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  1. Sales Management: Problem Solving Skills www.RAB.com

  2. Problem Solving Skills What’s Worse ? • Making a bad decision? • Making no decision?

  3. Problem Solving Skills Why We Avoid Decisions • Don’t want to make a mistake • Hope problem will self-correct • Don’t want to overstep authority • Don’t want to anger others • Don’t want to offend others • Don’t have time to think it through • Don’t have a good problem solving system

  4. Problem Types Organizational / Structural • Operational • Budgetary • Technical • Top down • Bottom up

  5. Problem Types People • Performance • Social • Personal

  6. Methods To Solve Problems Knee-Jerk Shoot first and ask questions later Procrastinate Wait long enough and problem willfix itself or go away Strategic Use a system that is • Consistent • Thorough • Thoughtful • Participatory • Fair

  7. Problem Solving Strategies Work backwards Start with a favorable outcome and trace backwards Solve a simpler problem Break it down into small sub-goals

  8. Steps To Effective Problem Solving • Define the problem • Set the priorities • Get all the facts • Solicit input • Consider options • Make your decision • Communicate the decision • Monitor progress

  9. Define the Problem – (Write it Down) List the organizational components • What’s causing the problem? • What’s contributing to the problem? • What’s preventing a solution? List the people components • Who’s causing the problem? • Who’s contributing to the problem? • Who’s preventing a solution?

  10. Set the Priorities How important is this problem? • Prioritize – Scale of 1-10 • Don’t sweat the small stuff? • What’s the worst case scenario? • What’s the best case scenario? Is your intervention really required? • Can it /should it be delegated? Who can help solve the problem? • Identify allies and partners What’s the time frame for a solution • Establish a timeline

  11. Get All the Facts List the organizational obstacles • Systems • Technical • Paradigms List the people obstacles • Knowledge / ability • Understanding • Attitude / style • Fear • Personal

  12. Get All the Facts Determine your position • Strength or weakness • Can you make the decisions? • Can you enforce the decision? • Do you need authority / buy-in? Will behavioral style play a role? • Will you need to adjust to get buy-in? Who is / will be affected? • Inside the problem • Outside the problem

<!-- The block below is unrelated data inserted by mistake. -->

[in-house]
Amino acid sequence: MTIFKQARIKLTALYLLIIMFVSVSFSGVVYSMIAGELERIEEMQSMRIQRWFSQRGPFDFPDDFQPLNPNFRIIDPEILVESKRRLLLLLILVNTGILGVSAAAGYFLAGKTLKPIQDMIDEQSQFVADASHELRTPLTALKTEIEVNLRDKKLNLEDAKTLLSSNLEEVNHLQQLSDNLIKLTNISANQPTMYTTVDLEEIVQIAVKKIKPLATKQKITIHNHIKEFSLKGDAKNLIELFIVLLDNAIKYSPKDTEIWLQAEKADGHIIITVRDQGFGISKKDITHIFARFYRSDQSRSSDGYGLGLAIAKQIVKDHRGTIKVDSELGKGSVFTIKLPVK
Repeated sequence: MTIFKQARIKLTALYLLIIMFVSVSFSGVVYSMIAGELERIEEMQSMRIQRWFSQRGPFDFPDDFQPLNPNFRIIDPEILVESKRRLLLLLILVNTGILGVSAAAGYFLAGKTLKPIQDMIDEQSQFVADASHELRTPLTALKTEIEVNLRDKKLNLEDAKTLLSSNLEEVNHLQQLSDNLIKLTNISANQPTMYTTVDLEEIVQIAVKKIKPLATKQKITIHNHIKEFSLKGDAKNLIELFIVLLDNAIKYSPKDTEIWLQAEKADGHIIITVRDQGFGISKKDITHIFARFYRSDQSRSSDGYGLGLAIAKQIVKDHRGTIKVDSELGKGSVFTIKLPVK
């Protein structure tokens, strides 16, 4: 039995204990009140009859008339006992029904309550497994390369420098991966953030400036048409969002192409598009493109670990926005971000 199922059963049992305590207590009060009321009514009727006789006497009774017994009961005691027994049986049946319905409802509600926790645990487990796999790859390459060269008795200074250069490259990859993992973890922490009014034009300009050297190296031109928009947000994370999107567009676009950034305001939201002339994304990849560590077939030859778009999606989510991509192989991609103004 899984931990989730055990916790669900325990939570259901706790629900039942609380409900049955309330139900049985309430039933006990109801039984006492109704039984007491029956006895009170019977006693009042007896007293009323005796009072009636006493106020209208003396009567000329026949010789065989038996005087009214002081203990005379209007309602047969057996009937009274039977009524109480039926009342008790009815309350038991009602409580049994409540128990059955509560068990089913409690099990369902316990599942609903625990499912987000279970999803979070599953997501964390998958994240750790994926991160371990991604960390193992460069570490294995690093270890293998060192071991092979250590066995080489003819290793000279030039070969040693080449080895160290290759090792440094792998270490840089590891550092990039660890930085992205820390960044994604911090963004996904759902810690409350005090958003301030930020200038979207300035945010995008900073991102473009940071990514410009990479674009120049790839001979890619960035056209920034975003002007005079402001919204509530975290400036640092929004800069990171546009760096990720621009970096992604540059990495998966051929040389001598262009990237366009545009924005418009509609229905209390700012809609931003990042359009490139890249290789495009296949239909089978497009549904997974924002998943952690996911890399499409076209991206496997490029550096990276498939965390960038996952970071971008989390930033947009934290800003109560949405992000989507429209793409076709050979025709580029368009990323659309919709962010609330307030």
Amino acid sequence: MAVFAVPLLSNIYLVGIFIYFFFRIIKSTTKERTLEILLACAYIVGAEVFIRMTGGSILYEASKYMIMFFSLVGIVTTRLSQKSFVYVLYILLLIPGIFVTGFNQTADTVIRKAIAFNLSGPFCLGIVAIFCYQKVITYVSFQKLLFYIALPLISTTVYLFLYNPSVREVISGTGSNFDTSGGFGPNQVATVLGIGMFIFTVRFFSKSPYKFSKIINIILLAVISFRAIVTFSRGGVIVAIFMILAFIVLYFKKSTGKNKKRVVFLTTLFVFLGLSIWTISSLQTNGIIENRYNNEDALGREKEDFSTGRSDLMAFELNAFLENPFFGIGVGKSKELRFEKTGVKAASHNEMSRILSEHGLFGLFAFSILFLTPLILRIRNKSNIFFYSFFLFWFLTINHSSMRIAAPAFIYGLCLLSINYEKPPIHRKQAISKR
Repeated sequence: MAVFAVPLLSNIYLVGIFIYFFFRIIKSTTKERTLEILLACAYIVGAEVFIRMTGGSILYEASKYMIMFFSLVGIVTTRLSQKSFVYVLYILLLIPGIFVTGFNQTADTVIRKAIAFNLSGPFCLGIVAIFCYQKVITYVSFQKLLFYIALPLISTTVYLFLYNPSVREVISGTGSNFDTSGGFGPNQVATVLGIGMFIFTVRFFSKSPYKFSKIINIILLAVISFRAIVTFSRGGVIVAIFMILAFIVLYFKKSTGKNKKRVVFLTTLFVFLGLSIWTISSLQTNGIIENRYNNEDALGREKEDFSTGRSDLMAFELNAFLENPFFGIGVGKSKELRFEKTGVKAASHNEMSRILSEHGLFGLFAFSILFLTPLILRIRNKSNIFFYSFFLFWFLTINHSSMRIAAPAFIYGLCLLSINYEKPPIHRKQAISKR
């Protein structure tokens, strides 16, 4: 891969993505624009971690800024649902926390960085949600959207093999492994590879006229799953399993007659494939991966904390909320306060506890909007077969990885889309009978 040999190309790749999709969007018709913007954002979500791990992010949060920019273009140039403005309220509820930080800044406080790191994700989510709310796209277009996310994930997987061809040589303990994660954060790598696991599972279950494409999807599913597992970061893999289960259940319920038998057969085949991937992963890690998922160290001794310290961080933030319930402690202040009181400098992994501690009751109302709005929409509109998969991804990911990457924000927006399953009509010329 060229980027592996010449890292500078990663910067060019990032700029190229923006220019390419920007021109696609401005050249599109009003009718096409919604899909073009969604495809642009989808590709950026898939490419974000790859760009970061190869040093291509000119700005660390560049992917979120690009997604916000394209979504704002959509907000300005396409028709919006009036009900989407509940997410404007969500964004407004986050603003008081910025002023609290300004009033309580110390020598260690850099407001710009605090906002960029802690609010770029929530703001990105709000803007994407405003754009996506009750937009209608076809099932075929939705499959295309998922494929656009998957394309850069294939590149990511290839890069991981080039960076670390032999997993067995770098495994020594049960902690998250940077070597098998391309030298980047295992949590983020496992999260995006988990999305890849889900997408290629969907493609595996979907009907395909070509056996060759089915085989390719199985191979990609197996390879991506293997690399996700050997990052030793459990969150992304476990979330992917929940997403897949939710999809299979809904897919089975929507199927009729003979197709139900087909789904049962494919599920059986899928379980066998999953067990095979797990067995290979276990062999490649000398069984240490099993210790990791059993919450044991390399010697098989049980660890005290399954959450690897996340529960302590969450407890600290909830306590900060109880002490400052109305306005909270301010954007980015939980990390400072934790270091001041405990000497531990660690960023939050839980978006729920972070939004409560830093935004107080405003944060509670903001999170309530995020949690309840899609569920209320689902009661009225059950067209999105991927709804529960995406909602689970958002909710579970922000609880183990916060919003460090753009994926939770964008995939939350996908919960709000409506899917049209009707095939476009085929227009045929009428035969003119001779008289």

13. Solicit Input • Get information from direct parties • Get information from affected parties • Get information from trusted parties • Ask for their recommendations • The power of “Tell me about that” • Get advice from superiors • Get advice from peers

  14. Make Your Decision • Whenever possible, let the affected / offending parties devise the solution • Take time to think before you act • Use logic, guided by emotion • Be fair, but firm • Be consistent • Establish a timeline for implementation • Prepare your communication • Be flexible and willing to change course if and when necessary

  15. Communicate the Decision Re-state the problem and… • Effect on organization and people • Rationale for the decision Clearly explain the details of the solution • How solution will be implemented • Who will implement the solution • How the solution will be supported • How progress will be measured • Benefits of making the change • Consequences of non-compliance • Your appreciation of their support & cooperation

  16. Monitor Progress • Establish a specific reporting system • Set firm times for reviews • Communicate clearly and honestly • Determine & fix system impediments • Praise / reward for success • Follow through on consequences for lack of success • Support and encourage everyone involved

  17. Effective Problem Solving As managers, we like to think it’s possible to make big, sweeping changes. In truth, successful, meaningful change occurs in small, strategic pieces that take organization structure and systems into account and leave no one behind.

  18. CASE STUDIES

  19. Case Study: Problems Your best seller is frequently late for meetings. You also notice she is leaving work early, but there is no perceptual change in her billing.

  20. Case Study: Problems You’ve hired a new seller who is young, but appears to have great potential. Her early numbers are encouraging, but her younger style of dress and attitude are prompting complaints from other sellers on the staff.

  21. Case Study: Problems Your best seller is a great closer, but you get frequent complaints from clients regarding poor customer service and lack of follow up.

  22. Case Study: Problems It’s 4:30. One of your newest sellers who’s been working hard to make goal arrives at the station with an order that will put her over the top. However, your traffic director refuses to place it because it’s past the deadline.

  23. Case Study: Problems Your boss has begun asking for a series of new reports. They are very time consuming to complete and the new commitment will require cutting the time you devote to salespeople.

  24. Sales Management: Problem Solving Skills www.RAB.com